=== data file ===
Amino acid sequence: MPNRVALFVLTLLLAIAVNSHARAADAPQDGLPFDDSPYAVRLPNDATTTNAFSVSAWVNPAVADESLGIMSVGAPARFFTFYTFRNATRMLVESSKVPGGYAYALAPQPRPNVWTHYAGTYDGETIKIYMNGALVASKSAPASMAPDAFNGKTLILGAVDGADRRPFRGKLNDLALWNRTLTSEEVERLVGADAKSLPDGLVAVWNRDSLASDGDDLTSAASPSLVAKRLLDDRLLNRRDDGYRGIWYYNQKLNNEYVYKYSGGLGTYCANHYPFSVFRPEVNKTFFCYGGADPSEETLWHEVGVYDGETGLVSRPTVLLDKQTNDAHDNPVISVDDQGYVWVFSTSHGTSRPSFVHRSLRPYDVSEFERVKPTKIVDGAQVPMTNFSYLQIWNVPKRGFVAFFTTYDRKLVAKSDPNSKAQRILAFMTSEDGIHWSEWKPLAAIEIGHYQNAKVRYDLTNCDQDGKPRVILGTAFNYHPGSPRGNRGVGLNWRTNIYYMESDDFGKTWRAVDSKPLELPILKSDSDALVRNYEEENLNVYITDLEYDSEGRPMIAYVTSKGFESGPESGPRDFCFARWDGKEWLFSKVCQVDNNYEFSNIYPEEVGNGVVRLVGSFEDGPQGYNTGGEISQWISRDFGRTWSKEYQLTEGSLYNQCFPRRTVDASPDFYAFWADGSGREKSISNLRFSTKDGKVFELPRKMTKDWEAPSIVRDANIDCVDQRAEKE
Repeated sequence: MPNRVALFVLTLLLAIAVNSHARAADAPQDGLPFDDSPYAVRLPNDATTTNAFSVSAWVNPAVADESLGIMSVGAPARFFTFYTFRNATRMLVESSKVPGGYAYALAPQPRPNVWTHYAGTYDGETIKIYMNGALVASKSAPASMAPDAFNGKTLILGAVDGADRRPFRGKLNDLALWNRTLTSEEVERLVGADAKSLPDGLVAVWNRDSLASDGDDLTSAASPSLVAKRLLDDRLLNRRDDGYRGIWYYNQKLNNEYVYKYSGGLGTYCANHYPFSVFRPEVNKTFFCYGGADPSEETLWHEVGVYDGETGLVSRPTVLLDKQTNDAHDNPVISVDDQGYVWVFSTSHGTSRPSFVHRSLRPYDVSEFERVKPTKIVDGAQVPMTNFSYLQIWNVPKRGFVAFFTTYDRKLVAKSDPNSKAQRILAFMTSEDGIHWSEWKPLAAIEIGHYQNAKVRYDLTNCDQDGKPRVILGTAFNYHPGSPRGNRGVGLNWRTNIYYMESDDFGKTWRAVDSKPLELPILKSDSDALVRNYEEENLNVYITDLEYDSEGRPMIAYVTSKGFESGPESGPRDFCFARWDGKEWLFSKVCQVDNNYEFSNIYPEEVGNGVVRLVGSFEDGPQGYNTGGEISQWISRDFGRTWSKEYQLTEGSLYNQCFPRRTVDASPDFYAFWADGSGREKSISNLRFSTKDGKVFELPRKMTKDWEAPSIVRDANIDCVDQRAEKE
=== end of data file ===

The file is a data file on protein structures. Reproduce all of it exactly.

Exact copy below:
Amino acid sequence: MPNRVALFVLTLLLAIAVNSHARAADAPQDGLPFDDSPYAVRLPNDATTTNAFSVSAWVNPAVADESLGIMSVGAPARFFTFYTFRNATRMLVESSKVPGGYAYALAPQPRPNVWTHYAGTYDGETIKIYMNGALVASKSAPASMAPDAFNGKTLILGAVDGADRRPFRGKLNDLALWNRTLTSEEVERLVGADAKSLPDGLVAVWNRDSLASDGDDLTSAASPSLVAKRLLDDRLLNRRDDGYRGIWYYNQKLNNEYVYKYSGGLGTYCANHYPFSVFRPEVNKTFFCYGGADPSEETLWHEVGVYDGETGLVSRPTVLLDKQTNDAHDNPVISVDDQGYVWVFSTSHGTSRPSFVHRSLRPYDVSEFERVKPTKIVDGAQVPMTNFSYLQIWNVPKRGFVAFFTTYDRKLVAKSDPNSKAQRILAFMTSEDGIHWSEWKPLAAIEIGHYQNAKVRYDLTNCDQDGKPRVILGTAFNYHPGSPRGNRGVGLNWRTNIYYMESDDFGKTWRAVDSKPLELPILKSDSDALVRNYEEENLNVYITDLEYDSEGRPMIAYVTSKGFESGPESGPRDFCFARWDGKEWLFSKVCQVDNNYEFSNIYPEEVGNGVVRLVGSFEDGPQGYNTGGEISQWISRDFGRTWSKEYQLTEGSLYNQCFPRRTVDASPDFYAFWADGSGREKSISNLRFSTKDGKVFELPRKMTKDWEAPSIVRDANIDCVDQRAEKE
Repeated sequence: MPNRVALFVLTLLLAIAVNSHARAADAPQDGLPFDDSPYAVRLPNDATTTNAFSVSAWVNPAVADESLGIMSVGAPARFFTFYTFRNATRMLVESSKVPGGYAYALAPQPRPNVWTHYAGTYDGETIKIYMNGALVASKSAPASMAPDAFNGKTLILGAVDGADRRPFRGKLNDLALWNRTLTSEEVERLVGADAKSLPDGLVAVWNRDSLASDGDDLTSAASPSLVAKRLLDDRLLNRRDDGYRGIWYYNQKLNNEYVYKYSGGLGTYCANHYPFSVFRPEVNKTFFCYGGADPSEETLWHEVGVYDGETGLVSRPTVLLDKQTNDAHDNPVISVDDQGYVWVFSTSHGTSRPSFVHRSLRPYDVSEFERVKPTKIVDGAQVPMTNFSYLQIWNVPKRGFVAFFTTYDRKLVAKSDPNSKAQRILAFMTSEDGIHWSEWKPLAAIEIGHYQNAKVRYDLTNCDQDGKPRVILGTAFNYHPGSPRGNRGVGLNWRTNIYYMESDDFGKTWRAVDSKPLELPILKSDSDALVRNYEEENLNVYITDLEYDSEGRPMIAYVTSKGFESGPESGPRDFCFARWDGKEWLFSKVCQVDNNYEFSNIYPEEVGNGVVRLVGSFEDGPQGYNTGGEISQWISRDFGRTWSKEYQLTEGSLYNQCFPRRTVDASPDFYAFWADGSGREKSISNLRFSTKDGKVFELPRKMTKDWEAPSIVRDANIDCVDQRAEKE